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12 Responses to “Book review: Walden, by Thoreau”

  1. Mike Provance

    Paul,

    I would concur on much of this. I haven’t read Thoreau as recently as you, but once thing I remember clearly was that he did not go into the woods in order to write a book. He went into the woods, and a book resulted.

    My emphasis here addresses your third point – Thoreau wrote this as much for himself as for literary lineage. I would this this (set of) essay(s) represents his journal more than something he hoped to publish. For this reason, I think we (readers) should focus on your first two points rather than the nature of the writing.

    I know if I took the ramblings of my journals and put them to press, they would be even thicker and more challenging to pull useful material from. Brains aren’t wired to write prose in the moment, but to create ideas from which prose may be drawn. And, to conclude this stream of conscious response, it seemed that was the ultimate point you were getting to.

    m/.

    Reply
    1. MarkB

      Thoreau made many revisions before Walden was published. If you find it meandering, you certainly can’t claim it’s because it was ‘just a journal.’ What you read is exactly what he wanted you to read.

      Reply
    2. Francie Rountree

      I am reading Walden. Like the reviewer, I came late to the book after hearing so much praise. It was very popular and on the lips of many for a time when I was a younger woman. I am 69 years old.
      Already, I am put off by how full of himself Thoreau appears. I get his valid points about living simply and the waste of time spent on material items. He does make some poignant arguments, some of which appear full of compassion. Yet, he can’t quite stop himself from condescension toward others. It isn’t the rambling that offends me so much as the sanctimonious “thank God I’m not like the rest of man.”
      Thoreau makes an effort to be helpful and to encourage his fellow man to think, but his criticisms seem shallow even for his time. It’s as if he lacks the understanding of the real why of man’s behavior. The problem appears that he thinks he knows the why and has no compunction toward provocation. I can visualize where some in his day might take umbrage with his logic–although perhaps that is the point.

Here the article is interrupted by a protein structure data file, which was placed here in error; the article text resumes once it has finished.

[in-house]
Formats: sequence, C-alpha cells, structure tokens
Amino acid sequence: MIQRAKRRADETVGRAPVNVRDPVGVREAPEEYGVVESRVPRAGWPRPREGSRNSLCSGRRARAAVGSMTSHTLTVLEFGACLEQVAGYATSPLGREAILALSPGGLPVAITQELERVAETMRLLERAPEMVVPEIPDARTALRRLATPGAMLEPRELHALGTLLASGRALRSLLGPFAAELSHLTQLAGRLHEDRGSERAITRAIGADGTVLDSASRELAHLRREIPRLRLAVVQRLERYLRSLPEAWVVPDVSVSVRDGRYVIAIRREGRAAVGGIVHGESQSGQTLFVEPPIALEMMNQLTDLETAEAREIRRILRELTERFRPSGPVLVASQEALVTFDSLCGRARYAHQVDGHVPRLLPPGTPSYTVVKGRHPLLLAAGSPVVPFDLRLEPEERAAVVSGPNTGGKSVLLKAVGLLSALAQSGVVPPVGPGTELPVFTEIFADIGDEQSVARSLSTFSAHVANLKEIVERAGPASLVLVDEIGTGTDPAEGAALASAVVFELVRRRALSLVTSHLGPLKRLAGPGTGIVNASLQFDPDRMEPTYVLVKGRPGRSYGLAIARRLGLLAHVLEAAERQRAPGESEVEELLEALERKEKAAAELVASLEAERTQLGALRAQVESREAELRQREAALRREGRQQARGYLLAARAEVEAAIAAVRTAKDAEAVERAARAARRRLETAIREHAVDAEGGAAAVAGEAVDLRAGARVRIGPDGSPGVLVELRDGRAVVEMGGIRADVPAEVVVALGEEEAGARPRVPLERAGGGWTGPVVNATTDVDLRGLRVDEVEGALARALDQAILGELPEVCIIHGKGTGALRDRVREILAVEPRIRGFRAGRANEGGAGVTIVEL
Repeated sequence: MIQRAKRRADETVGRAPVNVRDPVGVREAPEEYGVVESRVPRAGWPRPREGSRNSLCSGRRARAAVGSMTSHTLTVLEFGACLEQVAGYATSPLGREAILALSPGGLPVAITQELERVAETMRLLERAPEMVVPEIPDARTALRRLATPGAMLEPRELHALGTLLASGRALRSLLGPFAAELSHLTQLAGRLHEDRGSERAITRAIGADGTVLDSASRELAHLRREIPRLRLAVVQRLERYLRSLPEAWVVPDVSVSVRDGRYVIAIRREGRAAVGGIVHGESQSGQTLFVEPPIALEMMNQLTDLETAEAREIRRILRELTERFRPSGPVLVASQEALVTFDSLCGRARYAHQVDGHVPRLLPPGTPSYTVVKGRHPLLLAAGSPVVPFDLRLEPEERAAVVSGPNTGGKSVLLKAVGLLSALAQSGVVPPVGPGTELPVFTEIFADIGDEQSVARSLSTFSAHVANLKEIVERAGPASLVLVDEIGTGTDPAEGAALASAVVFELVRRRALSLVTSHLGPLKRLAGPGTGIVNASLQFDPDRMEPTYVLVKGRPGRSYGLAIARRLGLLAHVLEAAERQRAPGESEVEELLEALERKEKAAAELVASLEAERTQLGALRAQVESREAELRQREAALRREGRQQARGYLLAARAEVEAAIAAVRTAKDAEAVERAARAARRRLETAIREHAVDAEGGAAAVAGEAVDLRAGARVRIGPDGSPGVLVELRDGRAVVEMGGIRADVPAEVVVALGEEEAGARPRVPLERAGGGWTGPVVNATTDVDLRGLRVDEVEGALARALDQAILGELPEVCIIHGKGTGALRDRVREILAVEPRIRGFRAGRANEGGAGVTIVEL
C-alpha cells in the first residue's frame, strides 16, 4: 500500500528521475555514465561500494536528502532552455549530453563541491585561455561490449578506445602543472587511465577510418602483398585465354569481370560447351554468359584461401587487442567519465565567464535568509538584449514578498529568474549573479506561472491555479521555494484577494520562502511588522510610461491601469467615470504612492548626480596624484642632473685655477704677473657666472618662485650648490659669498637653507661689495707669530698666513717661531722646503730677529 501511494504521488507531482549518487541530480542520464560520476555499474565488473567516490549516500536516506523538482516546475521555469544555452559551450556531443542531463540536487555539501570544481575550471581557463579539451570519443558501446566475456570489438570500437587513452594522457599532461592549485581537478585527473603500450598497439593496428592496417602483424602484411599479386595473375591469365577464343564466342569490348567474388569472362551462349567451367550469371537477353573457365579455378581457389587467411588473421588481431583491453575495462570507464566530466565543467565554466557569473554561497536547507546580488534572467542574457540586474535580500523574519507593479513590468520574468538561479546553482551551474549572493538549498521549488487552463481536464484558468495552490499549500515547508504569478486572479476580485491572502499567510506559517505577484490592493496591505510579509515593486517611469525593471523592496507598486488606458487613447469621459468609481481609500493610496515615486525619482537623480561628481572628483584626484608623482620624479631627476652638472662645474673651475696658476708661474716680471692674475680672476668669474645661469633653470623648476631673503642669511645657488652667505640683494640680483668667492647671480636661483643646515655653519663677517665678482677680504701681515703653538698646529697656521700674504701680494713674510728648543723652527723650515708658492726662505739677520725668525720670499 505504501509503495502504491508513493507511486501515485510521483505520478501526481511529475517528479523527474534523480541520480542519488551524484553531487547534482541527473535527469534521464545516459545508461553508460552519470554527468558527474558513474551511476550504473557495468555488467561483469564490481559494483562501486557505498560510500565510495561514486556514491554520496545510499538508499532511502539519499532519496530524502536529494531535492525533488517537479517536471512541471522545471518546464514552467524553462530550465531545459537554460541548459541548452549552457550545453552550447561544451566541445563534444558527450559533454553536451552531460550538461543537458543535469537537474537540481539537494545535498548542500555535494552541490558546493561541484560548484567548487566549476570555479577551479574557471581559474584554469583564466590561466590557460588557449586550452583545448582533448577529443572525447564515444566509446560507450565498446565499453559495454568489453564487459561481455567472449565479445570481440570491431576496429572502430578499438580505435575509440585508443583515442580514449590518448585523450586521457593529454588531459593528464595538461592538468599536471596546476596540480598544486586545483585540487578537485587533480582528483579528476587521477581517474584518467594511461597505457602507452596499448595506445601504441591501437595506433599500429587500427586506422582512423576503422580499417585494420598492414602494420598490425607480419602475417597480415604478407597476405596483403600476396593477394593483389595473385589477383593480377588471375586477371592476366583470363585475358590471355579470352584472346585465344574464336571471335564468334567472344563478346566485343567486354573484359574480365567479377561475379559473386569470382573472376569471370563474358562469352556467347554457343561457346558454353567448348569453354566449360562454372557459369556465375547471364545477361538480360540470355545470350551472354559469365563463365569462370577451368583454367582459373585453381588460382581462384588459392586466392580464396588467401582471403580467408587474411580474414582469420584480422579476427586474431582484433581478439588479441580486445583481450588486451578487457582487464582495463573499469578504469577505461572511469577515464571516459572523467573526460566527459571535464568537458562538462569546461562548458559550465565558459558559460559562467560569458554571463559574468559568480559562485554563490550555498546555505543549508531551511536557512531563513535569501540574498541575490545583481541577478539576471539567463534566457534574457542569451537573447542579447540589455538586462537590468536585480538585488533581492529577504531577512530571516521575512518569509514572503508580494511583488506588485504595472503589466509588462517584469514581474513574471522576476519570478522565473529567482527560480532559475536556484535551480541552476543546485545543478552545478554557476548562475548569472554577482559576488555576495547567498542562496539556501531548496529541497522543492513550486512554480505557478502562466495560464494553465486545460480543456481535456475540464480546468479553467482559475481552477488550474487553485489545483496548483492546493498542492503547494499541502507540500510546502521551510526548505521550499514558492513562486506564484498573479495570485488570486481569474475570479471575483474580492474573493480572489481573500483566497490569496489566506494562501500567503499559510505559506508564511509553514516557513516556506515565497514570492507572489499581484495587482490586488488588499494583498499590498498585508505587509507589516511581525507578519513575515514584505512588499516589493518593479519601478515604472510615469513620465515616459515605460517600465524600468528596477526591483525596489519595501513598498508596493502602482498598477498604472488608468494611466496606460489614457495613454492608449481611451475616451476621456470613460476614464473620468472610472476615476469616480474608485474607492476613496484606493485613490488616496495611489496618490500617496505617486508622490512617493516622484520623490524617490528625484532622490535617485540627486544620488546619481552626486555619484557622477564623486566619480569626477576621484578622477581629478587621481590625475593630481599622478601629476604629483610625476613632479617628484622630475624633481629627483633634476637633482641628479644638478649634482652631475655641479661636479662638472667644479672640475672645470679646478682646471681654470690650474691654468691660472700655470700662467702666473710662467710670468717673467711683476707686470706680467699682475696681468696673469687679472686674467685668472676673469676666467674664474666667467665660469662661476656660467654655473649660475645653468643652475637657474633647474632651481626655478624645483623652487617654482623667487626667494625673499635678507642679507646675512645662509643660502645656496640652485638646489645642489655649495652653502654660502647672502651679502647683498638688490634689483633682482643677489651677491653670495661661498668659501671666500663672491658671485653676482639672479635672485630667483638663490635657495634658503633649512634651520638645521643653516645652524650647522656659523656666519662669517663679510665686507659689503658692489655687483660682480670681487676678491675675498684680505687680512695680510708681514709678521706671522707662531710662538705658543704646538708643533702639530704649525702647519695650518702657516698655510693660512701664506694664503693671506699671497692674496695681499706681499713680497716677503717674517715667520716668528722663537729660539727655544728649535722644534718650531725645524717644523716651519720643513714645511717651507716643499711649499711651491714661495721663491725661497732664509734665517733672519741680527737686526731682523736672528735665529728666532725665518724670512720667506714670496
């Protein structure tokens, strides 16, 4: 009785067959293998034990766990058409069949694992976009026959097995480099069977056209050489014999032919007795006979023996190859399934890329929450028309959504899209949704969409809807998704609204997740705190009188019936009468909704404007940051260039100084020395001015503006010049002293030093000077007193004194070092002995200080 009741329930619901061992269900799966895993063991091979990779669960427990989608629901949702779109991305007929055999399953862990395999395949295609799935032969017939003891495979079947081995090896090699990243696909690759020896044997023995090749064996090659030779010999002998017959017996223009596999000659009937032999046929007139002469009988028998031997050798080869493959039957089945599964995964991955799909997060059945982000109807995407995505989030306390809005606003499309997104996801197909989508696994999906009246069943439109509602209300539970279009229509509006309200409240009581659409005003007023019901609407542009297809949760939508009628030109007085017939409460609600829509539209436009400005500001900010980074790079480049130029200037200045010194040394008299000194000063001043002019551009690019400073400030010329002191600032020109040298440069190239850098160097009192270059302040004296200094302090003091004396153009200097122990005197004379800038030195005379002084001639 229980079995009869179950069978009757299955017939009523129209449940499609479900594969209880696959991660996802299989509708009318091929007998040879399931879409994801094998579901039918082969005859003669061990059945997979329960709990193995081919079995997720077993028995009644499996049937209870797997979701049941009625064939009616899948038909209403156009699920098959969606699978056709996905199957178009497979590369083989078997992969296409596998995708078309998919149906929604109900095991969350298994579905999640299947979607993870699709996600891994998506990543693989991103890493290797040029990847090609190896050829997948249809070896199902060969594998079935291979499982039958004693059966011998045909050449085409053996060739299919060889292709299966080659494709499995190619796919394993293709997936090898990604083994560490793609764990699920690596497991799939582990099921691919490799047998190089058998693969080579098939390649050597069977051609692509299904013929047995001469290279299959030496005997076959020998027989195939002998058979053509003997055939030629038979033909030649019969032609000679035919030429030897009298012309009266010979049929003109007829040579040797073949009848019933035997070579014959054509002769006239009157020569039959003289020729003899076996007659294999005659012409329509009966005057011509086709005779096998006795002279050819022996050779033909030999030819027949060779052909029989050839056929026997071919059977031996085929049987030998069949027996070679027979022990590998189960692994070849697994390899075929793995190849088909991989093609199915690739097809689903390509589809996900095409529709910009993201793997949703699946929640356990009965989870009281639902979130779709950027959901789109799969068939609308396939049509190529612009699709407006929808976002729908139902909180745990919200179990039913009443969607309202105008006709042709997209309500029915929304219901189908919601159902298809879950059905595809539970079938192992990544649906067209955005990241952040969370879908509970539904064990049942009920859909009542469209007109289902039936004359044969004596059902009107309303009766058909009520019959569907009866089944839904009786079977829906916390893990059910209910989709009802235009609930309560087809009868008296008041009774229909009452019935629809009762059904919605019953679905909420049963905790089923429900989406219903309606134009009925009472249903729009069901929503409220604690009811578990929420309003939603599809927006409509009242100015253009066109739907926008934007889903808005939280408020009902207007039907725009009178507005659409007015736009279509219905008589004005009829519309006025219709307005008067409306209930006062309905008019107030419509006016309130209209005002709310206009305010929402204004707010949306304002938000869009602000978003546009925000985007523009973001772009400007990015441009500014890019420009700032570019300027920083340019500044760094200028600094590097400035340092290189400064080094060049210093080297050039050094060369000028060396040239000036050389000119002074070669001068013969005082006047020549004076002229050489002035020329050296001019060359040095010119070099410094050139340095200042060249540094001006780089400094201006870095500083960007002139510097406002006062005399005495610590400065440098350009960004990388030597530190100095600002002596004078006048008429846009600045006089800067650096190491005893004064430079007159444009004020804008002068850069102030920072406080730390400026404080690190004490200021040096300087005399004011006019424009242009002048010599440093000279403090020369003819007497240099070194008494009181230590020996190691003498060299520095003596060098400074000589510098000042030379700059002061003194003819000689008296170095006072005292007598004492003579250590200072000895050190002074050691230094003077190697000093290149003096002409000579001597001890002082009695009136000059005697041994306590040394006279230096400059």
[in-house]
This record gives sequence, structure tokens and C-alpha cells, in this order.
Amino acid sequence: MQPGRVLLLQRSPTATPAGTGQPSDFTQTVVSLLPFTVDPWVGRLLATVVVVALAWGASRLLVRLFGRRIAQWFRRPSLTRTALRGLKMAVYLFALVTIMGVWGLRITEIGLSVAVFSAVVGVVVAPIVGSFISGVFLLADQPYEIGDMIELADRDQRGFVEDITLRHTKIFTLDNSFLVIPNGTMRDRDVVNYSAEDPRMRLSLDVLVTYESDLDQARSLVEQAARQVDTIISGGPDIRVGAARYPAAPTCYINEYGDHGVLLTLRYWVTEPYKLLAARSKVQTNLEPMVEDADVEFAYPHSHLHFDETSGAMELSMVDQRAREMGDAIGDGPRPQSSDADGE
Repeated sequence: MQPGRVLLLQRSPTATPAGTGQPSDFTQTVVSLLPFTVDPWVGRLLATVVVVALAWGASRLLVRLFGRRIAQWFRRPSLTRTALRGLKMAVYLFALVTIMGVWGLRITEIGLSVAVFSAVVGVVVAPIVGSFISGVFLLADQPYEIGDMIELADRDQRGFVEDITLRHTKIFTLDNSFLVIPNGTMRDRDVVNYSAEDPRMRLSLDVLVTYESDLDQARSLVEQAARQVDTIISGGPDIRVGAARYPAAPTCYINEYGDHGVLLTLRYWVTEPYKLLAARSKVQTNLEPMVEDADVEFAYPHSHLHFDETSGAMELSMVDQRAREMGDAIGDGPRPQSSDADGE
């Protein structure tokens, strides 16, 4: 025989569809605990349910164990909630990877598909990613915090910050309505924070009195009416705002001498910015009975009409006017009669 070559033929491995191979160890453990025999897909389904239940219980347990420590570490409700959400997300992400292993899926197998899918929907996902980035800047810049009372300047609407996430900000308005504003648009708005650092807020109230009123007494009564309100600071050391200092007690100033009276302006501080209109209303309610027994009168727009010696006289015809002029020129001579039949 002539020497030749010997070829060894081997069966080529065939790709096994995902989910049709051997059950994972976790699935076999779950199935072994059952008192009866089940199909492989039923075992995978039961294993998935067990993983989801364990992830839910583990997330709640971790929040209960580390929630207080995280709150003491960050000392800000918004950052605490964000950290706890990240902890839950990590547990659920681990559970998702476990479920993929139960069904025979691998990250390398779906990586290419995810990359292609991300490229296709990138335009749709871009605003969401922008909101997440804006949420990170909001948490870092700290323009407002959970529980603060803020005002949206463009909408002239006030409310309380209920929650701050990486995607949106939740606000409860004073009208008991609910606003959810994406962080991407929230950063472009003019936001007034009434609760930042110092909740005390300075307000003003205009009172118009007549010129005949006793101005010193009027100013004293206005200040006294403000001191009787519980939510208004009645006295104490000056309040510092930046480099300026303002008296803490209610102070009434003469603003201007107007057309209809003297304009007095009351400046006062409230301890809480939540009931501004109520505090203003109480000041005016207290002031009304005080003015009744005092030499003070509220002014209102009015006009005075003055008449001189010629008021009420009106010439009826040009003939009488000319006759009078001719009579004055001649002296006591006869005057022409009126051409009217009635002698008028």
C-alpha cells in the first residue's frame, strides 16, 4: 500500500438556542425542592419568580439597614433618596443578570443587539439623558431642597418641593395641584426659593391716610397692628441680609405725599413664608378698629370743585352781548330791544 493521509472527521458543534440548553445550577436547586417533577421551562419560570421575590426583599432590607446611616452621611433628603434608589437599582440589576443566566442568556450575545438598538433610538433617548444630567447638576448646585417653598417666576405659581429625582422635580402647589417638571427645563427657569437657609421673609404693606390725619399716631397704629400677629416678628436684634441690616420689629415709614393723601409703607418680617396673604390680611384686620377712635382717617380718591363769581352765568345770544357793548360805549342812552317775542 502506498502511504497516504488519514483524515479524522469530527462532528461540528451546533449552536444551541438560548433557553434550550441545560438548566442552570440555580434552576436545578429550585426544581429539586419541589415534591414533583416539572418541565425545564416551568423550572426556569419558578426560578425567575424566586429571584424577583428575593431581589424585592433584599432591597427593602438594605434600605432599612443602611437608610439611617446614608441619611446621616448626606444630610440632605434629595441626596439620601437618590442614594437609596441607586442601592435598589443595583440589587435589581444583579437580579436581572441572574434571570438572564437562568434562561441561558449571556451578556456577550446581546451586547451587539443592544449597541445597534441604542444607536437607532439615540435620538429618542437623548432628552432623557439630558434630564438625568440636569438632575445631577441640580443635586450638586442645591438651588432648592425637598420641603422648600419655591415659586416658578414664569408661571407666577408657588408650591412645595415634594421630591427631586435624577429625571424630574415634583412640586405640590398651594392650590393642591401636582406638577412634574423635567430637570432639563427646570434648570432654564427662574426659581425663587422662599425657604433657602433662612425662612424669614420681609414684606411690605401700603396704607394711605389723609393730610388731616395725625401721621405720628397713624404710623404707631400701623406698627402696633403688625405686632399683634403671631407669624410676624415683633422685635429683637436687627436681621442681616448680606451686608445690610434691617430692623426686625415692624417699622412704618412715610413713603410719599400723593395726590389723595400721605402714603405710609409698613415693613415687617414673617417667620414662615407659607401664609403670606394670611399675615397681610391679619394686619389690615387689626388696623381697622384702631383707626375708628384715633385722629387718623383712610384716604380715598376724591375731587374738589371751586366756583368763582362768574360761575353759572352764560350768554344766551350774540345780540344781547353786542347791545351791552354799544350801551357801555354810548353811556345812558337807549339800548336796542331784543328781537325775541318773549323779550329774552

On the other hand, his sympathies for the abused and downtrodden is exemplary and needs to be voiced in every age. I wonder too, if some of his examples are tongue-in-cheek as he does point out humorously the ludicrous, unquestioning routines in which man embroils himself.
      Yet, I read Thoreau in small doses. I don’t dislike him, just a little disappointed in the product. Perhaps, the expectations were too high from the onset.

      Reply
      1. Scott

        Thoreau had a reputation for having an odd personality, an it comes through in the book, I agree. It’s hard to read a classic without preconceptions that the writer didn’t invent or create, so a writer I try hard to give other writers the benefit of those assumptions. It’s a good book even with its faults. I’m glad it became popular.

        Reply
  2. shayela

    I agree with Mike for the most part. I’m finishing Walden, and for me Thoreau’s immediate thoughts (without all the careful polishing and honing that Emerson adored)are priceless. It’s stressed by many, my English teacher included, that Walden is not a novel in any way. I do see what you mean about the rambling though, which can initially get irritating. But upon rereading certain passages, you start to distinguish the more essential ideas and connections to previous topics more easily.

    Also, I’ve never been to this site and only found it because I had to search “book reviews walden” to see how other people interpret it. It was incredibly depressing to search numerous book review sites for “Thoreau” and find no results.
    ): I blame my generation, I think.

    Reply
  3. Simon

    I thought Walden had a great start, but Thoreau’s repeated digressions left me frustrated. I think the first third is really good, but the last two-thirds not so good. It never occurred to me, like you point out, that Thoreau may have been going a bit stir-crazy alone in the woods (although he frequently punctuated his time there with visits with Emerson). I think though it deserves its reputation as a great read for the quality of his quotes: “Most men live lives of quiet desperation” and his desire to expose himself to the harshness of life and reduce life to its necessities. An inspiring read.

    Reply
  4. Shivya

    Thanks for sharing that honest review. I think I’m ready to start my first Thoreau inspired work. Any recommendations?

    Reply
    1. tyler

      probably none of his books and none of his poems or work it is boring and silly.

      Reply
  5. Jonathan

    Agreed with your thoughts about the book being tightly written. I find Thoreau’s writing particularly interesting in that he will allow himself to ramble on for a time, sometimes for pages, before arriving at a point. Other times his writing will be so dense with philosophy that there is almost no space between. I rather enjoyed the journey he took me on, in a sense, by not editing some of the more wordy sections and allowing me to explore the idea with him while he tries to arrive at the destination.

    Reply
    1. Scott

      Book publishing in the 19th century was very different than it is today. It’d be far harder to work with a major publisher and have books ramble and meander in the way they did back then, for better and worse.

      Reply
  6. Jim

    There were great writers of Thoreau’s generation who did not ramble or meander. To be blunt, it’s hard for me to credit Thoreau’s time at Walden as a source for his work’s insights. To include in his tortured, indefatigably selfperpetuating prose the sentence “Simplify, simplify!” makes it unlikely he had any insight at all. His transcendentalist ideas must have come from Emerson, his prose from some other crop inadvertently mixed in with his beans.

    Reply